According to an article by the Louisville Courier-Journal, UPS may have been caught out by the exploding growth in global eCommerce.
While the company apparently managed to handle last year’s holiday season pretty well, it seems it may be struggling to keep up with air cargo.
Two unions, one representing Pilots and the other aircraft mechanics, have filed grievances against the company alleging that it is outsourcing air lift capacity beyond agreed terms.
According to the story, UPS claims that long wait times on new aircraft has forced the company to seek outside contractors to handle the growing air parcel business.
“While these new aircraft are being produced and delivered, we face a choice: either accept our customer’s demand for added air capacity through leased lift, or turn our customers away and let a competitor win that business. Our decision, which we believe is compliant with our bargaining agreements, is to lease additional air capacity to support our customers’ demand.”
UPS Statement to Louisville Courier-Journal
UPS also said it plans to buy “35 new and converted Boeing 747 and 767 freighters through 2022. The additions will increase air lift capacity by approximately 30 percent” compared with 2017. “We have received five of the new aircraft so far and expect to continue to receive the remainder on an expedited schedule,” UPS said in the same statement to the paper.
Global Growth to Blame?
While the article doesn’t get into the reasons for the problems UPS is facing trying to keep up with air cargo services, looking at the general business of eCommerce and cross-border trade it seems that must be high on the list.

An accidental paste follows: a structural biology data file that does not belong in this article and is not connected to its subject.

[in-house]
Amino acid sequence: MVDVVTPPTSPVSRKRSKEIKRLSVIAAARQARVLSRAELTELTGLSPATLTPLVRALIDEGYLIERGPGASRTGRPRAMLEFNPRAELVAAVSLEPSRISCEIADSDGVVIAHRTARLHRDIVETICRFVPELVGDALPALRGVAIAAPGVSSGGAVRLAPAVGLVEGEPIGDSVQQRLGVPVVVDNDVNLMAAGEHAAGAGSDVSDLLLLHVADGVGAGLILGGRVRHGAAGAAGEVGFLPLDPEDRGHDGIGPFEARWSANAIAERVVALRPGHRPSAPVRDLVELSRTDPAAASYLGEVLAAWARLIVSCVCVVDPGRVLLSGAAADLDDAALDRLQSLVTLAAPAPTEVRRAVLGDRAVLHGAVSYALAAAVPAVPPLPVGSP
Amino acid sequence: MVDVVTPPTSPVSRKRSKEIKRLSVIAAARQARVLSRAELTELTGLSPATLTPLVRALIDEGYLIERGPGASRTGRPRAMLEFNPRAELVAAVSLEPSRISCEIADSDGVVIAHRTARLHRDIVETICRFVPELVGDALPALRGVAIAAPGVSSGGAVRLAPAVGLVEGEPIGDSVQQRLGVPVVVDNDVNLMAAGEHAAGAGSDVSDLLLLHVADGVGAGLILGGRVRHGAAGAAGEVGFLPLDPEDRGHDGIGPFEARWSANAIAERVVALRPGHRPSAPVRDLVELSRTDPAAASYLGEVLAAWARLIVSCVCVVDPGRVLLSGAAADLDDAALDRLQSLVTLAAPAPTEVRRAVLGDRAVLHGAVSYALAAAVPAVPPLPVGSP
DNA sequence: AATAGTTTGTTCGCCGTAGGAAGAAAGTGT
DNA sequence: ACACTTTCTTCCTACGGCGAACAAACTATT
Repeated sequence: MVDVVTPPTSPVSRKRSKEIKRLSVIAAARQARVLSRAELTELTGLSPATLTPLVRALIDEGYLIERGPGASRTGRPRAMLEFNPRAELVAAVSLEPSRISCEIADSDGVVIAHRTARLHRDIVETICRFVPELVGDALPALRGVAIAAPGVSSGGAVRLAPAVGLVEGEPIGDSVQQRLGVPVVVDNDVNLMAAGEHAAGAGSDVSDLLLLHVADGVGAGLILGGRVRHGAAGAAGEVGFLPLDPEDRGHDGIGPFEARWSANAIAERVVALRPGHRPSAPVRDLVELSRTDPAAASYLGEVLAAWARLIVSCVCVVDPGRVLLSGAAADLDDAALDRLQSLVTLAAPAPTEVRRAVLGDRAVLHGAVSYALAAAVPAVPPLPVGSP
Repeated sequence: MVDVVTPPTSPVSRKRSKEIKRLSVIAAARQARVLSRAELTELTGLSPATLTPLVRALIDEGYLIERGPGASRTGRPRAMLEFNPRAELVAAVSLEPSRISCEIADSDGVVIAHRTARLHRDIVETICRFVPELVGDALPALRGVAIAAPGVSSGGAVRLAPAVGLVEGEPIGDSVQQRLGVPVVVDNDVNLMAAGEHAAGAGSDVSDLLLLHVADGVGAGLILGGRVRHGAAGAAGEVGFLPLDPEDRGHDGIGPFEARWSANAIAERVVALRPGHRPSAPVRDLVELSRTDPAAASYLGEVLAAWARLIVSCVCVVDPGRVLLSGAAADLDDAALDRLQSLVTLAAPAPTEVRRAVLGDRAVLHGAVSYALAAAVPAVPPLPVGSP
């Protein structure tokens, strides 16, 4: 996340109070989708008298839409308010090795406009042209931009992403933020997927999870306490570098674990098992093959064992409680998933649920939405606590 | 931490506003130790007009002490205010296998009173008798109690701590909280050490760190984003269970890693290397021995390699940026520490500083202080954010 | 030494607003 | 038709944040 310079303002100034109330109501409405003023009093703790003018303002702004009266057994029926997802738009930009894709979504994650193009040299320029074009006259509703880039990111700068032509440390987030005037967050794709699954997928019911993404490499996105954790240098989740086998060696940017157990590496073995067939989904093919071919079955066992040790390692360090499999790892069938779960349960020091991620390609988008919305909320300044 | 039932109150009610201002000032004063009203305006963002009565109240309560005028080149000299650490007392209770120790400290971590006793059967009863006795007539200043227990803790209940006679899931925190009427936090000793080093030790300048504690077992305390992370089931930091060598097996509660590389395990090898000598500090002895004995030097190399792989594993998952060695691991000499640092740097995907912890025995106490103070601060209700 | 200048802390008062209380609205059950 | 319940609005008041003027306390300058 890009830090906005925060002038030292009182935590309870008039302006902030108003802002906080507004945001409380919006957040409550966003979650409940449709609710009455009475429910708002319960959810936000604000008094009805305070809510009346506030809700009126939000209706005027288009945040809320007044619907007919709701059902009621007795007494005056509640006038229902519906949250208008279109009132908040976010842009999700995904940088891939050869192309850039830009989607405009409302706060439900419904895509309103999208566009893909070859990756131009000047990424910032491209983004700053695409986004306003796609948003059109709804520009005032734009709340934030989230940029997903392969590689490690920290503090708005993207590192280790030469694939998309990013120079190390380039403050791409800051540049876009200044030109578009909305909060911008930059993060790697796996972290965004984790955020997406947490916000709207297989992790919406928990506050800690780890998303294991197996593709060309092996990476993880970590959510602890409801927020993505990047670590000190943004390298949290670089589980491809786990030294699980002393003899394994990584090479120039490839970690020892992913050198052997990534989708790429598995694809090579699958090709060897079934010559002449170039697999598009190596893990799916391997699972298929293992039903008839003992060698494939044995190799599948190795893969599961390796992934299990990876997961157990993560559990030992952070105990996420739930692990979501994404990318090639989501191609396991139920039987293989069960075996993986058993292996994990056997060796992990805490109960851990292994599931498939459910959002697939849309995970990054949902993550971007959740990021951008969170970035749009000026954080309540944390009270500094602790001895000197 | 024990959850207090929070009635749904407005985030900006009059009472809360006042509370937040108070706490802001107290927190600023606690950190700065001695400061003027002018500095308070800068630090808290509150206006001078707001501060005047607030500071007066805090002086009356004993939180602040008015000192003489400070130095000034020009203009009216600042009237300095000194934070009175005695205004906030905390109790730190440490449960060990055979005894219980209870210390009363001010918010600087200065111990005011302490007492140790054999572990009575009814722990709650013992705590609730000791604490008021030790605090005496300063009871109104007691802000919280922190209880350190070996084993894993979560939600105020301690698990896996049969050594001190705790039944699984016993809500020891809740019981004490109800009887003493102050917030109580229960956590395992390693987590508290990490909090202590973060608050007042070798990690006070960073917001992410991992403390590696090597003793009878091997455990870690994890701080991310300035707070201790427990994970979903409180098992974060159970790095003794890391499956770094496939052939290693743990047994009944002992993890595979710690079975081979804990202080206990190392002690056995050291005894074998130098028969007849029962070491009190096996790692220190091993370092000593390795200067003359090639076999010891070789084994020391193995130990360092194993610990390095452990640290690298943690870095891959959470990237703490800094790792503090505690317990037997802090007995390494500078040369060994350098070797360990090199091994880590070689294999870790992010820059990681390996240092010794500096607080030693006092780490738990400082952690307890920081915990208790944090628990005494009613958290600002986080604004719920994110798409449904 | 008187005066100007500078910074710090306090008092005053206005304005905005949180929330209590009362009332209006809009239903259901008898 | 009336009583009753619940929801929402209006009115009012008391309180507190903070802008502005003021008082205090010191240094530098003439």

The shipper has done well managing ground shipments in the U.S., last year the company even added standard Saturday delivery to most major metro areas, but globally it faces stiffer competition from DHL and FedEx.
FedEx, also recently announced it would increase capacity at its main Memphis hub.
And last year it announced plans to further expand air lift services with the purchase of more feeder planes, which are smaller cargo planes to handle parcels to less populous areas.
While UPS is not standing still, the company recently added a new non-stop route from U.S. to Dubai, freeing up European air lift capacity, there is a definite race among logistics companies to meet the booming market.
For SMEs in eCommerce this should be a sign that cross-border trade is major expansion opportunity. Even if UPS is currently sorting out contractual issues with two of its unions, the fact is there are working to solve these problems.
The bottom line is that UPS, FedEx, and DHL are all vying for the global eCommerce trade business and companies like Sweden’s NA-KD rely on global logistics.
This is just the beginning and shippers are working aggressively with businesses to meet the cross-border demand.
If a company of the size of UPS appears to be playing a bit of catch-up, small businesses need to pay attention to not be left behind in the growth opportunity cross-border trade brings.
Do you have a cross-border strategy? Head over to our Facebook Discussion Group or use the comments section below.
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